This is another post in a series of monthly advice in association with the Career Collective, a group of professionals who collaborate to provide guidance for job seekers and careerists. The questions this month are: What do you do when you're really, really, really discouraged about your unsuccessful job search? How do you overcome the negative aspects of job search?
A pessimistic view says the light at the end of the tunnel is probably an oncoming train. I think there’s something to that, especially when you consider job search. Let’s face it, with a real unemployment rate between 16 – 18%, as of the start of February 2010, the likelihood is that looking for a job will take a very long time. Indeed, as the deterioration of the economy has unfolded, since late 2007, the average lengths of job searches have increased dramatically. Today, it is not uncommon to see folks take 12 to 18 months to find new jobs.
This is clearly discouraging! Yet, when you ask these folks why it took so long, many will frankly own up to their over reliance on traditional job search approaches; namely resumes, cover letters, and job boards. While the occasional job seeker may find a job the “old-fashioned” way, by applying for it, the majority achieved success when they stepped up their efforts to network. So, the lesson seems to be to make networking a key part of your overall search strategy. Well, make that effective networking. Frankly, pushing resumes and asking for job leads is common, but not the best way to network. It keeps you in the tunnel, wondering about the oncoming light, and becoming increasingly fearful.
So, what to do?
In a recent, Reach Interview, Pam Slim, author of Escape From Cubicle Nation: From Corporate Prisoner to Thriving Entrepreneur, made the point that even if you’re planning to continue working in an organization, it’s critical to develop the mindset and skills of an entrepreneur. Essentially, running your career is like running a business, and requires taking a much more strategic view. As well, it means taking the time to figure out how your offering fits the needs of your target audience, understanding how you are differentiated from your competitors, and determining how best to communicate your value.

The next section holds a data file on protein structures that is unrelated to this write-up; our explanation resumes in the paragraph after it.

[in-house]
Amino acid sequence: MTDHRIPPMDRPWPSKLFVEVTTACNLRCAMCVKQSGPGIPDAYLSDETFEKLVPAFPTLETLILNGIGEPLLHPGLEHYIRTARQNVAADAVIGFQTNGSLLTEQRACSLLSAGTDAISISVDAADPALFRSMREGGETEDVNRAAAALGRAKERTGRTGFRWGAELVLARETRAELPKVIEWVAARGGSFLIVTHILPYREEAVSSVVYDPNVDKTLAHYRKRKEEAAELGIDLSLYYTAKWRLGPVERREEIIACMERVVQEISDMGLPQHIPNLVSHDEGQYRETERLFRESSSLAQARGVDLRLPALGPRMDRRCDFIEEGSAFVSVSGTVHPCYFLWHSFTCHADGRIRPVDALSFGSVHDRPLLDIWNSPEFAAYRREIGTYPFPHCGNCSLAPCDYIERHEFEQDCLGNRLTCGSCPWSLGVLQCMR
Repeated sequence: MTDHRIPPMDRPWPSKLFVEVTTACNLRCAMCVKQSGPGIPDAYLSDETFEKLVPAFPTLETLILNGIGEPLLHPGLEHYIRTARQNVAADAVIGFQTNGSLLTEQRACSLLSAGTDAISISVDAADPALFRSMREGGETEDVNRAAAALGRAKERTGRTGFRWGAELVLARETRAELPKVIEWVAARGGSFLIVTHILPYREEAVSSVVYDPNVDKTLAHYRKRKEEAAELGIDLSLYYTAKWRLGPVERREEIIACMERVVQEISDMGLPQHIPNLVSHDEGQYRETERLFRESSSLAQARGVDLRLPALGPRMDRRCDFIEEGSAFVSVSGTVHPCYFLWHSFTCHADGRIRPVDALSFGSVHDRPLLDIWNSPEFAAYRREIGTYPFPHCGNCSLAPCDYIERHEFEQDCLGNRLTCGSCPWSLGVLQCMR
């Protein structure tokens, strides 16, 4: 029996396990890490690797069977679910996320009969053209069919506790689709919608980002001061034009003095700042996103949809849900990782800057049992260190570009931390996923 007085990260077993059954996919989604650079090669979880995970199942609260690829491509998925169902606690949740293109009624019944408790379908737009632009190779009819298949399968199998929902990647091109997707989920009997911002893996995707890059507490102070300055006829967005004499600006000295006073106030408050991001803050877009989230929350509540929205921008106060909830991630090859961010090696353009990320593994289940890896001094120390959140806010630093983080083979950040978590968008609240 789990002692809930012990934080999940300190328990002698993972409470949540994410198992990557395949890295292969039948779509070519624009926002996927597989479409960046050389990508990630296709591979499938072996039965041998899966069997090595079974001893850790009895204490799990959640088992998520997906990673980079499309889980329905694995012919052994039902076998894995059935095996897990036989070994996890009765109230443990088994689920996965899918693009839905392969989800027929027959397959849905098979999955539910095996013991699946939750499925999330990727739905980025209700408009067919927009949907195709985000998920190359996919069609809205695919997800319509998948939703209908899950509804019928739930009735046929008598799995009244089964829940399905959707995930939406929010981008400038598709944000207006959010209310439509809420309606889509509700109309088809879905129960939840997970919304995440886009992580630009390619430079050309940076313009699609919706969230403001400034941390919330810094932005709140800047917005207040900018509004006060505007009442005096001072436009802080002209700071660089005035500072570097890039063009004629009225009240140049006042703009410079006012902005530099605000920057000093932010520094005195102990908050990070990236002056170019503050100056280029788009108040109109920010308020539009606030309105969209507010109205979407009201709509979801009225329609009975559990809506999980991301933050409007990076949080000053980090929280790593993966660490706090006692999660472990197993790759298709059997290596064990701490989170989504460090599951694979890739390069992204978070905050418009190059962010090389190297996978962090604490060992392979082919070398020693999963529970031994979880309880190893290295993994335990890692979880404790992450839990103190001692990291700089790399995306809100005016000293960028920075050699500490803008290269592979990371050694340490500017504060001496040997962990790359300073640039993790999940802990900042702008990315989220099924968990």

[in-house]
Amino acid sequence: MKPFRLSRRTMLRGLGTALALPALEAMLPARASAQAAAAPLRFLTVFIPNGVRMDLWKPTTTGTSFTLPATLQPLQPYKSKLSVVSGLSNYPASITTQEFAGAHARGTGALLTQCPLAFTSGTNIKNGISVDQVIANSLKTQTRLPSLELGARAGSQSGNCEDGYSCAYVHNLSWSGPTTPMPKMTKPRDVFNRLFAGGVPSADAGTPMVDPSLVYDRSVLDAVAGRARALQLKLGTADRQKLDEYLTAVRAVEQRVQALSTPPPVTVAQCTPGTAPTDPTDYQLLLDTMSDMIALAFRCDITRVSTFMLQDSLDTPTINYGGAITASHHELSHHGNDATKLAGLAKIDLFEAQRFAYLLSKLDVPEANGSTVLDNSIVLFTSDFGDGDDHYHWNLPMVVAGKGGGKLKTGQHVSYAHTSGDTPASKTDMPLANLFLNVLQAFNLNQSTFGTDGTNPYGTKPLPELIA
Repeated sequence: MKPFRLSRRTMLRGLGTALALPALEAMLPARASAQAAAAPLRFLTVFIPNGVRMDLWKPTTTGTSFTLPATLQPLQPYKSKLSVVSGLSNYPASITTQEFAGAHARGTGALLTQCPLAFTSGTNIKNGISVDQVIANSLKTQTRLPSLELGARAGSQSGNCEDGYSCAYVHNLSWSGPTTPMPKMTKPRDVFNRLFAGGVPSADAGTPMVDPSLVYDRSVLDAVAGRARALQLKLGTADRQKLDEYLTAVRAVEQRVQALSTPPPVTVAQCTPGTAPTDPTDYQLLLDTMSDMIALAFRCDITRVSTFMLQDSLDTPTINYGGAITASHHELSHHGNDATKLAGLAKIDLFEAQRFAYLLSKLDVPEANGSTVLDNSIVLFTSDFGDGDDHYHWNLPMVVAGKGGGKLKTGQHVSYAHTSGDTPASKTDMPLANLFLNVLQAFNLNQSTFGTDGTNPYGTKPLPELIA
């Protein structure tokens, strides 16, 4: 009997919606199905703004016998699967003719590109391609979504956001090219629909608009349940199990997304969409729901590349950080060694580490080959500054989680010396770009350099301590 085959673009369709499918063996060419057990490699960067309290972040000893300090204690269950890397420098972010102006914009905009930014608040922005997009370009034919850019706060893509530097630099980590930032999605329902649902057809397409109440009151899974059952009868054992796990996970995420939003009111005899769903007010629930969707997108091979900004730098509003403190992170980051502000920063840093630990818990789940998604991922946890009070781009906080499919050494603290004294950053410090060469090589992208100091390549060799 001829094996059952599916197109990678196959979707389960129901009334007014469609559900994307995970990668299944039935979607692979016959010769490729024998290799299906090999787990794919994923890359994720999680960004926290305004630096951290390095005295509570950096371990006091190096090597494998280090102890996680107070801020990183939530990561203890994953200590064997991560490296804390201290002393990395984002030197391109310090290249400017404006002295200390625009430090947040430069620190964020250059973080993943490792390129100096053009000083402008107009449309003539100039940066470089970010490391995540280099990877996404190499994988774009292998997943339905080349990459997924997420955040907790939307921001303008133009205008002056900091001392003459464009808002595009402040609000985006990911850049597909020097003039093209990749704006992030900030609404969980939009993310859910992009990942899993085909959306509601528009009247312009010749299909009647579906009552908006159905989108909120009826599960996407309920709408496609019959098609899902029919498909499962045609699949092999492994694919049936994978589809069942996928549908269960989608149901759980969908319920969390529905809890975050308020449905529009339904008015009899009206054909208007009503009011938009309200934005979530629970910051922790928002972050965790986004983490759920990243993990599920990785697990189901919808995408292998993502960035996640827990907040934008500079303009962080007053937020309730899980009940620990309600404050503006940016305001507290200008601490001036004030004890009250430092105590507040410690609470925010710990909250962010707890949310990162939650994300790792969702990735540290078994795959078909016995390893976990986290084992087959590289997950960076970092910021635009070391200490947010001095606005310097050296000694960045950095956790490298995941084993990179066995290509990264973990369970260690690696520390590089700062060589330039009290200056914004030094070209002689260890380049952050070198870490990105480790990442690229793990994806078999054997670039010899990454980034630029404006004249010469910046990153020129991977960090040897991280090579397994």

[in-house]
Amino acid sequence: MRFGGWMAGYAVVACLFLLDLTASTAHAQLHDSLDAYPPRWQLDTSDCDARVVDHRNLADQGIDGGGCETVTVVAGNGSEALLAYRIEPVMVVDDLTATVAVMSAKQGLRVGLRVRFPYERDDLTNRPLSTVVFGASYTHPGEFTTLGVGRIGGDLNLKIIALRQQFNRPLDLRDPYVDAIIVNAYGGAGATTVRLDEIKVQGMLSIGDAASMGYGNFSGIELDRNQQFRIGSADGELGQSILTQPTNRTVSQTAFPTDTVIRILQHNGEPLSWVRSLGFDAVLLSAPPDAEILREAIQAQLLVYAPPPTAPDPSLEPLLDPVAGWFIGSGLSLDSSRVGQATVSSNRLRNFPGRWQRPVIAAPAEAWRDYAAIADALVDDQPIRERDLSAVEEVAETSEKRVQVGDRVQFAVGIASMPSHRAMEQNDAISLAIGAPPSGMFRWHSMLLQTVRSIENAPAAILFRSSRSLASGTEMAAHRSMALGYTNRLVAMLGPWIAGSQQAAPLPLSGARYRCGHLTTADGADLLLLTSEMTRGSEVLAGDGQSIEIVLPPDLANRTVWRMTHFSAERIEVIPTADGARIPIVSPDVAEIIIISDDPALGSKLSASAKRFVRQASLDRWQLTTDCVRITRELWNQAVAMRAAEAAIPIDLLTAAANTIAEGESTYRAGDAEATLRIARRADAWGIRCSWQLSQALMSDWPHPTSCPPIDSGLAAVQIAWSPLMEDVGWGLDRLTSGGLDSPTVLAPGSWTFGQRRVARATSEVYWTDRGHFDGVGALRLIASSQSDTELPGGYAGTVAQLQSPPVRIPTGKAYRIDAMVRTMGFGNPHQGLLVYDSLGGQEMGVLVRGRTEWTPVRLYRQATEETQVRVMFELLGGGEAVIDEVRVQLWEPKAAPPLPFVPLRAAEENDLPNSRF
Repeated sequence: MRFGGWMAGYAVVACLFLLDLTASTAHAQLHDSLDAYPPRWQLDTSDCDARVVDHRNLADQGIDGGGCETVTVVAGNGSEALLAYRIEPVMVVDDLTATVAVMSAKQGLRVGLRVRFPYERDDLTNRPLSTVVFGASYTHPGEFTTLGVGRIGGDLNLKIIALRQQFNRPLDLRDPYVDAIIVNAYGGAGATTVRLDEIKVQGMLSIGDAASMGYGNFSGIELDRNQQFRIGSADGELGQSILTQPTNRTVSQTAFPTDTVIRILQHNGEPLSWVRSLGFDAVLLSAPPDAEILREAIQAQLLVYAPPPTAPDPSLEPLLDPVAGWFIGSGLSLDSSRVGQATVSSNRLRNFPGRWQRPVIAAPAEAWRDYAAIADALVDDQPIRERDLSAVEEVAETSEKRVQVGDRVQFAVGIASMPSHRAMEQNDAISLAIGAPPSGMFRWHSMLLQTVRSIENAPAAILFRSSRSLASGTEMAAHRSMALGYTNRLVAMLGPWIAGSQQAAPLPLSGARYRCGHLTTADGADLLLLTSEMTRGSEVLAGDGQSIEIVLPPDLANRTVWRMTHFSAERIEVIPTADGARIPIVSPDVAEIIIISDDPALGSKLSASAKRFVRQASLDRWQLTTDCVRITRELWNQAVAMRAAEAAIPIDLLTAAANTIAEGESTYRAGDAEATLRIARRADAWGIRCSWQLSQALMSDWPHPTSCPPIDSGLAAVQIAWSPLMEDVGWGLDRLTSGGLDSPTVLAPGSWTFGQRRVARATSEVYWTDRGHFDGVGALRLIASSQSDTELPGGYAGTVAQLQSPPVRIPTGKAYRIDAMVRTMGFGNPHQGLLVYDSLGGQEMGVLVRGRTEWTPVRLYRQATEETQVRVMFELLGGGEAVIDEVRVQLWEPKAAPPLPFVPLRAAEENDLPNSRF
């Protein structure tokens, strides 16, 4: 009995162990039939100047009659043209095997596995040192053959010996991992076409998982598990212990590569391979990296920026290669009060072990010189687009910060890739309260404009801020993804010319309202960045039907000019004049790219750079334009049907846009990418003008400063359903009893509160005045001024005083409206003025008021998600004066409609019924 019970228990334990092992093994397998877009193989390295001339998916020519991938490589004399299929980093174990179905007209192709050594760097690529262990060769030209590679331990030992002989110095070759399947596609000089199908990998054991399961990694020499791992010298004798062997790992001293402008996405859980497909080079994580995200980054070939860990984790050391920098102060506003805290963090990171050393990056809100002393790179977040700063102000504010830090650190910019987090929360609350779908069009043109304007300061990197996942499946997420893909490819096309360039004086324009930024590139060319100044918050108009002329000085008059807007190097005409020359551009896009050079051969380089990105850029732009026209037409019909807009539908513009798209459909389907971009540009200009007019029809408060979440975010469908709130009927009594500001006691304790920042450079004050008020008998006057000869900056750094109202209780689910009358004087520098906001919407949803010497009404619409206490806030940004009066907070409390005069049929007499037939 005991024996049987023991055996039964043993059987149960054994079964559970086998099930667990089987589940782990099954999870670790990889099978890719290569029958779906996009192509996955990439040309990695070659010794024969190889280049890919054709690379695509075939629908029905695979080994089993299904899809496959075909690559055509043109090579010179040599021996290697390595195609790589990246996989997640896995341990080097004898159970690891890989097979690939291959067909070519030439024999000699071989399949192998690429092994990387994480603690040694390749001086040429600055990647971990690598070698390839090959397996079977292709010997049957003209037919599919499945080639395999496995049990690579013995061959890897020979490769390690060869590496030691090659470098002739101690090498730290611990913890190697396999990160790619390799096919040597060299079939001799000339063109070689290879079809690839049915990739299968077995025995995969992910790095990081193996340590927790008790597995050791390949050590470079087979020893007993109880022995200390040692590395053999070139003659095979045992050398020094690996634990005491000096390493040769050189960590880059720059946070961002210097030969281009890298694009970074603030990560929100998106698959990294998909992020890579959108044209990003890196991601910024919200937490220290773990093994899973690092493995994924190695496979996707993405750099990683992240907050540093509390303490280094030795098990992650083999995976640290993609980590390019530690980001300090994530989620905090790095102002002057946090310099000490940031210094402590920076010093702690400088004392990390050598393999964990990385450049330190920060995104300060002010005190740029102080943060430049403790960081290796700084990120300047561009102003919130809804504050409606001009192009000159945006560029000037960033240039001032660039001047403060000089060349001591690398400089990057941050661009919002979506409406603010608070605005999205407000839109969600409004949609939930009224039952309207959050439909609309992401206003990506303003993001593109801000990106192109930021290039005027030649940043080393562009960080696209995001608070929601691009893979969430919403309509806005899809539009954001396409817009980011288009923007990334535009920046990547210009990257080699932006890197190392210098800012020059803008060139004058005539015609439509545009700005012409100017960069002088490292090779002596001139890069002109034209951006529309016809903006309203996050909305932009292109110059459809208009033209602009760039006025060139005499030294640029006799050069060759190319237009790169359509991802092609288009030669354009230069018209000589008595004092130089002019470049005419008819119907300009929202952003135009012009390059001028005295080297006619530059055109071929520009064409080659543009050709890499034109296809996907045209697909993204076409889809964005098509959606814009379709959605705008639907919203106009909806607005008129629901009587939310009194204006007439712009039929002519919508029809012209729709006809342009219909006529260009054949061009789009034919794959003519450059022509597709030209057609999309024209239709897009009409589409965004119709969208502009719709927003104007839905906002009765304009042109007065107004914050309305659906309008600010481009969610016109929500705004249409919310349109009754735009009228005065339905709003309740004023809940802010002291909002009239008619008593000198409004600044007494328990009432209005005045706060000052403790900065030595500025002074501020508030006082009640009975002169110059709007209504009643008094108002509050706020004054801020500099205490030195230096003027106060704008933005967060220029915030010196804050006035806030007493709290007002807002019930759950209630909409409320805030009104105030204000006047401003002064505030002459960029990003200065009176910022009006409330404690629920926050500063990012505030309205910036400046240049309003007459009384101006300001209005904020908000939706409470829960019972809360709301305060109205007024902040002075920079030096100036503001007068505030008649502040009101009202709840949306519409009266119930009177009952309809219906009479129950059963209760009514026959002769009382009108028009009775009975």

Conceptually, it makes sense. Yet, it doesn’t mean you won’t face fear and uncertainty as you proceed. It’s a journey and it requires support, which brings up probably the next best part of Pam’s advice: start hanging out with “your people.” Use your networking efforts to find and connect with people who know the space you’re attempting to move into, including customers/employers and competitors. Take a genuine interest in these folks. Be prepared to listen and learn, as well as to help and share. Over time, three important things can happen: (1) you form a developmental network that supports your forward progress; (2) you gain visibility and credibility among people who you need to know and who need to know about you; (3) you set the stage for connecting with relevant opportunities for productive work.
Clearly, this is not your Father’s job search; but then, this is not your Father’s economy. It's time to get out of the narrow confines and dispiriting mechanics of traditional job search. Getting out of the tunnel probably means taking the mountain path. But you don’t need to worry about the oncoming light, and you get a better look at the horizon!
Read other great advice posted by Career Collective members.
How did members of the Career Collective respond? Follow us on Twitter with our hashtag #careercollective and read these posts:
@MartinBuckland, Job Search Made Positive
@GayleHoward, Job Search: When It All Turns Sour
@heathermundell, Help for the Job Search Blues
@heatherhuhman, 10 Ways to Turn You Job Search Frown Upside-Down
@WalterAkana, Light at the End of the Tunnel
@LaurieBerenson, Ways to Keep Your Glass Half Full
@resumeservice, Don’t Sweat the Job Search
@careersherpa, Mind Over Matter: Moving Your Stalled Search Forward
@WorkWithIllness, Finding Opportunity in Quicksand
@ErinKennedyCPRW, Dancing in the Rain–Kicking the Job Search Blues
@keppie_careers, What do do when you are discouraged with your job search
@DawnBugni, It’s the little things
@ValueIntoWords, Restoring Your Joy in Job Search
@jobhuntorg, Just SO VERY Discouraged
@barbarasafani Making Job Search Fun (Yeah, That’s Right!)
@GLHoffman, How to Overcome the Job Search Negativity
@ExpatCoachMegan, Dealing With Job Search Stress: Getting to the Source of the Problem